Venue

University of Bristol is located in the beautiful city of Bristol, UK, famous for balloons, Wallace and Gromit, Roni Size (amongst others) and summer festivals. The School of Education is located centrally in the city and (despite the hills) is only a short walk from most city centre hotels.

Accommodation

Please check back later for further advice on possible hotels.

Registration

The conference is free to attend. Please register for the conference at this link.

Social Dinner

There will be a social dinner for all attendees who wish to come. This will take place on 29th June.

NB Please note the British Society of Gerontology will be holding their annual conference in Bristol this year directly following this event (1-3 July). Please consider submitting an application for this conference too https://www.britishgerontology.org/Display.aspx?iid=31162

Upcoming event:Migration, Ageing and Digital Kinning

Migration, Ageing and Digital Kinning: The role of distant care support networks in experiences of ageing well

11 June 2019, 12.00 PM – 11 June 2019, 1.00 PM

Prof. Loretta Baldassar

Room 4.05/06, School of Education, 35 Berkeley Square, Bristol, BS8 1JA

This event is part of the School of Education’s ‘Bristol Conversations in Education’ seminar series. It is presented in conjunction with the Faculty Ageing and the Lifecourse group. These seminars are free and open to the public.

Speaker: Prof. Loretta Baldassar

High rates of migration contribute to the dispersal of support networks across distance and national borders. For older people reliant on informal care for social support, this creates a high risk of increased social isolation. In this paper, we examine the importance of distant support networks maintained with communication technologies, through a process of ‘digital kinning’. We draw on data from a qualitative research project conducted in Australia (2016-19) with over 100 older migrants (55+) born in eight countries comprising ethnographic interviews recording participants’ histories of migration, experiences of ageing, care and support networks and uses of technology and network maps comparing experiences and practices of proximate and distant support networks. Results show that older migrants in Australia overcome significant obstacles to maintain their informal support networks across distance through practices of ‘digital kinning’. The geographically distant social networks they maintain are essential sources of social connection and support, cultural identity, and protection of social identity. Although essential to the wellbeing of older migrants, distant support networks and the digital kinning practices that sustain them receive little attention from policy makers and health practitioners. We argue that organisations concerned with care of older people must improve awareness of distant support networks and support digital kinning practices. This could range from including distant kin in healthcare plans to prioritising digital inclusion initiatives.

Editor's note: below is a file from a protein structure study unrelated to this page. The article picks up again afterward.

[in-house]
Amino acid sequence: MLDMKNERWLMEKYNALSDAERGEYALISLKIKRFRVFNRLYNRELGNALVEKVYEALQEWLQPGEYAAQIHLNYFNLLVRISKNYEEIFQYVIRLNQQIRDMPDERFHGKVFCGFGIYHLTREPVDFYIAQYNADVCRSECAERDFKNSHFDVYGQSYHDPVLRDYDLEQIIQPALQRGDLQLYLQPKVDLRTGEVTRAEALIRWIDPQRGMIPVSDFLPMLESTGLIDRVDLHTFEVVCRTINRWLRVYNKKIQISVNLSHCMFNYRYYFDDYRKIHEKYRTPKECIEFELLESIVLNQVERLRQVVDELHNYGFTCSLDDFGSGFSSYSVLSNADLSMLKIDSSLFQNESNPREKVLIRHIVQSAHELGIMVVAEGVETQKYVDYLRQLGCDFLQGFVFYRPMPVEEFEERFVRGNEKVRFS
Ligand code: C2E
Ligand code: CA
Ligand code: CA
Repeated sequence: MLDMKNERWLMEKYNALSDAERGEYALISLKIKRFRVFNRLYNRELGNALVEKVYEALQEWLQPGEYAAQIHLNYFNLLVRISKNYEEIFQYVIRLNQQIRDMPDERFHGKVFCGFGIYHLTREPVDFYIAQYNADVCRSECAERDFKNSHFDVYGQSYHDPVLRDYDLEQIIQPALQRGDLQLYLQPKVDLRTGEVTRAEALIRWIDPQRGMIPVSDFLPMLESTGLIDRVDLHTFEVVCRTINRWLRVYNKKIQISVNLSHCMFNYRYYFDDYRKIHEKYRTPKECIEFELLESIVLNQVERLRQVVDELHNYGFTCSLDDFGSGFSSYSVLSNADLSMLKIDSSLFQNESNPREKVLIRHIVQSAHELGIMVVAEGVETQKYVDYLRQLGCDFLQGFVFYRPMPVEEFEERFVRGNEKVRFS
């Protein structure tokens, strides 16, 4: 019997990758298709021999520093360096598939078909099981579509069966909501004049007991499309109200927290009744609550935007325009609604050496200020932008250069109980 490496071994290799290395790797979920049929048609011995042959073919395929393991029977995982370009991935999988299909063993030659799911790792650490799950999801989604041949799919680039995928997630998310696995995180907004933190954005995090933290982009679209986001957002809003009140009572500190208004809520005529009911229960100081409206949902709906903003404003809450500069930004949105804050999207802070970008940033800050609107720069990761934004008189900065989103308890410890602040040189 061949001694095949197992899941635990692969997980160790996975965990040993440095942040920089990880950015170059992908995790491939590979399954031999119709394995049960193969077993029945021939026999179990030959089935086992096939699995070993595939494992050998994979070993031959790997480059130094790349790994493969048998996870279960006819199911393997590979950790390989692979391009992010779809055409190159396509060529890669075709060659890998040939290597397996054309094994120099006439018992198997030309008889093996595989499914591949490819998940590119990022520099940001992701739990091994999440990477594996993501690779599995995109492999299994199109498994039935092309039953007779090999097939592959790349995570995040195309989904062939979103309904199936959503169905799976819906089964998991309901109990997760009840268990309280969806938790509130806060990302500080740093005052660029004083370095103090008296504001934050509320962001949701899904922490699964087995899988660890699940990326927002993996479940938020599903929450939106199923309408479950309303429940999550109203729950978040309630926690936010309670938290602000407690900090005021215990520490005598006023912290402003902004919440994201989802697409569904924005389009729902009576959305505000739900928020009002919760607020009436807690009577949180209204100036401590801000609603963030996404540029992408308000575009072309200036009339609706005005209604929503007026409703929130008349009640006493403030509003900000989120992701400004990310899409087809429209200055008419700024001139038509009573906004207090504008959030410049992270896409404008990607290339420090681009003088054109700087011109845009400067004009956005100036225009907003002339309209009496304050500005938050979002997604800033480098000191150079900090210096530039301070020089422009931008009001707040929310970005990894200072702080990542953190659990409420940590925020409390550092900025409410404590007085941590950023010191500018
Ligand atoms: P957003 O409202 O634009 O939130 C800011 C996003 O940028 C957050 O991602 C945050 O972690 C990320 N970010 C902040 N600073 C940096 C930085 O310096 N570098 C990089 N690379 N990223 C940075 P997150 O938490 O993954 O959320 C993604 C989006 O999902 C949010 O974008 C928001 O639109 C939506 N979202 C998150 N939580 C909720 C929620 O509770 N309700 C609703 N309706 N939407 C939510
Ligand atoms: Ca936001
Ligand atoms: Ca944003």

CLICK TO REGISTER

Contact information

Emma Rossiter

Upcoming event: Negotiating intergenerational relations in a changing demographic landscape

Date: Wed, 5 June 2019, 16:00 – 18:30
Location: Room 3.30, Wills Memorial Building
Queen’s Road
University of Bristol
Bristol
BS8 1RJ
Please do sign up on the EventBrite if you are able to come and share widely.
Details
The Ageing And The Lifecourse Research Group (Faculty Of Social Sciences And Law) Invites You To A Keynote Speech OnNegotiatingIntergenerational Relations In A Changing Demographic LandscapeBy Simon Biggs, Professor Of Gerontology & Social Policy, Melbourne University, Australia, With Discussants Ann-Kristin Boström (Jönköping University) And Gregory Mannion (University Of Stirling).
 
The demographics of population ageing are well known, yet cultural adaptation has been slow to gain momentum, beyond notions of continuing to stay as one is. Current narratives include extended working, mid-lifestyle consumption or resisting changing lifecourse priorities. It is suggested that cultural adaptation contains at least two principal challenges: finding novel purpose and contribution from a long life that are connected to changing lifecourse priorities, plus negotiating a situation where generational groups are becoming approximately the same size.